invert dictionary with list &c

anton muhin antonmuhin.REMOVE.ME.FOR.REAL.MAIL at rambler.ru
Fri Nov 28 13:13:53 CET 2003


Des Small wrote:

> anton muhin <antonmuhin.REMOVE.ME.FOR.REAL.MAIL at rambler.ru> writes:
> 
> 
>>Des Small wrote:
>>
>>>Des Small <des.small at bristol.ac.uk> writes:
>>>
>>>
>>>>anton muhin <antonmuhin.REMOVE.ME.FOR.REAL.MAIL at rambler.ru> writes:
>>>
>>>[...]
>>
>>Or like this:
>>
>>def dict_update(iter, func, default, d):
>>     def process_element(d, e):
>>         d[e[0]] = func(d.get(e[0], default), *e[1:])
>>         return d
>>
>>     return reduce(process_element, iter, d)
>>
>>def count(l):
>>     return dict_update(l, lambda x: x + 1, 0, {})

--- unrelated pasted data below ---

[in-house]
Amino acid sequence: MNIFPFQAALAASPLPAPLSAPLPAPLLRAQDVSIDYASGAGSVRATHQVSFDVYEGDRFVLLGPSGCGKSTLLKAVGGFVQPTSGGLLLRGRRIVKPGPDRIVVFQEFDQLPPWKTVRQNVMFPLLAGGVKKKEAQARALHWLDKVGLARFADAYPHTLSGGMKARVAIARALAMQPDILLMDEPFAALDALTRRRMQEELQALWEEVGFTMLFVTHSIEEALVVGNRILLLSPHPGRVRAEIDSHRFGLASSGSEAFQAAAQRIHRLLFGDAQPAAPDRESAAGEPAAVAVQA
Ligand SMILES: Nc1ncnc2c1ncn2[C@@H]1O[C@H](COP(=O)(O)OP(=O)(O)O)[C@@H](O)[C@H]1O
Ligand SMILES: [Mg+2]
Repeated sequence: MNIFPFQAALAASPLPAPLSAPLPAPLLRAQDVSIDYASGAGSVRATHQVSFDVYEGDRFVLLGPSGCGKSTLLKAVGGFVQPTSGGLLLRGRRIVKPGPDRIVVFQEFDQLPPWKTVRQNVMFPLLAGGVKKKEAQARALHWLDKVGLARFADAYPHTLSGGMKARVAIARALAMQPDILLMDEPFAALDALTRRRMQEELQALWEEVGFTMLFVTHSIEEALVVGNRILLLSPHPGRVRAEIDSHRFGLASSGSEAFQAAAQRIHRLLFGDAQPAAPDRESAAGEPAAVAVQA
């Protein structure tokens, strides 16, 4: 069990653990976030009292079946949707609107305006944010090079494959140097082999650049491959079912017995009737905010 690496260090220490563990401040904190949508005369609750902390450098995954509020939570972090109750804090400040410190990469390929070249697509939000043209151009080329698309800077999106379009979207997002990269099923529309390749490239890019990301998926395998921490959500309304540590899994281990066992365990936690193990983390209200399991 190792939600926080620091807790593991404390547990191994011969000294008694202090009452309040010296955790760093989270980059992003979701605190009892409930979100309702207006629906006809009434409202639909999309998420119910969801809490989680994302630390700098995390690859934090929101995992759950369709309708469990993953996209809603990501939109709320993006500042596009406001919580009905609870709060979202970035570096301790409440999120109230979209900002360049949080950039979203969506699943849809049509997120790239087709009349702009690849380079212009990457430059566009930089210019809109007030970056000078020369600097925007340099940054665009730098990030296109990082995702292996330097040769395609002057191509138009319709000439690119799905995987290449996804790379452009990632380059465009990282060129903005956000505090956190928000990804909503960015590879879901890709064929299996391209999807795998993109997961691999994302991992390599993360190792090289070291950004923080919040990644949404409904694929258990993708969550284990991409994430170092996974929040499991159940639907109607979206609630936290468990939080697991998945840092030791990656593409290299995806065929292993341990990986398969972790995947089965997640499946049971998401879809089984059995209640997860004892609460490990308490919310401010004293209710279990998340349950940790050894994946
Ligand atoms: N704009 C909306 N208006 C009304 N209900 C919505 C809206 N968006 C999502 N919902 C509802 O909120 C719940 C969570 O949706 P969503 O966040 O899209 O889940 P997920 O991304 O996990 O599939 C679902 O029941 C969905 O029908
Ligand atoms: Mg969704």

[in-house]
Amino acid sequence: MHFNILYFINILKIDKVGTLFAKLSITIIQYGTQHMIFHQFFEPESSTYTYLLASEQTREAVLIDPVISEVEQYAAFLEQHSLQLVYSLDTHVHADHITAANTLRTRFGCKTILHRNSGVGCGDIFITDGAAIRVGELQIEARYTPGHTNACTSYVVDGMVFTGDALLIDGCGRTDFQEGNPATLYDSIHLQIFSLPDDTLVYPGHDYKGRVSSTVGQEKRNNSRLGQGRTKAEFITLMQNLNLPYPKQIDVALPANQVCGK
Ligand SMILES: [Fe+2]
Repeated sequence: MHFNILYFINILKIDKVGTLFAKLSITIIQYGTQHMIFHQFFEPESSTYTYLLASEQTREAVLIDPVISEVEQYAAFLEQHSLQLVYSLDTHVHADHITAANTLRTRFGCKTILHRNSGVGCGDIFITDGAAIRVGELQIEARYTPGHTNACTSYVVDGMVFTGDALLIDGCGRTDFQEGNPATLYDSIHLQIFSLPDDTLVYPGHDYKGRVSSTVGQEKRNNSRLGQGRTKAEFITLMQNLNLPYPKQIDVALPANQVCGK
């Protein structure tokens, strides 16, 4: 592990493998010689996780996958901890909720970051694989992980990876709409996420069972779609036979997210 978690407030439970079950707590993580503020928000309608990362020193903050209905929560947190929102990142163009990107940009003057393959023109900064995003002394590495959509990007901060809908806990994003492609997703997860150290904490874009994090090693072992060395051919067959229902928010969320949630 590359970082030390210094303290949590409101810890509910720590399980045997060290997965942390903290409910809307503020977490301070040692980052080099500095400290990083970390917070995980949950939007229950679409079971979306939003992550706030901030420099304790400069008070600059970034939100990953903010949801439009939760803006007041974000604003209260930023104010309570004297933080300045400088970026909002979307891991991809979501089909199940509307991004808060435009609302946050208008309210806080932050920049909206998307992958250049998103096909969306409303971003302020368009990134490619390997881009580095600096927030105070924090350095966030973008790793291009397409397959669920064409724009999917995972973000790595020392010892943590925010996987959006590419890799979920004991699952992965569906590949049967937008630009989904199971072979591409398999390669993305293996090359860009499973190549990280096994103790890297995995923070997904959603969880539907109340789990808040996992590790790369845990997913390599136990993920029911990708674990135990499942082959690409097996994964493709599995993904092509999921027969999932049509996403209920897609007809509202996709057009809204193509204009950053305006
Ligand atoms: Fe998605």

> 
> 
> With these I get:
> 
> 
>>>>count(["yes", "yes", "no"])
> 
> 
> Traceback (most recent call last):
>   File "<stdin>", line 1, in ?
>   File "<stdin>", line 2, in count
>   File "<stdin>", line 5, in dict_update
>   File "<stdin>", line 3, in process_element
> TypeError: <lambda>() takes exactly 1 argument (3 given)
> 
> I tried to write something that would work on more generic arguments,
> but I couldn't do it without explicit type checking, so I gave up.
> 
> [...]
> 
> Des
> has now embalmed versions in his utils collection.
> 

My fault :( A small patch:

def count(l):
     return dict_update([(e,) for e in l], lambda x: x + 1, 0, {})

now

print count(['yes', 'yes', 'no'])

print count('aabbbc')

prints

{'yes': 2, 'no': 1}
{'a': 2, 'c': 1, 'b': 3}

regards,
anton.





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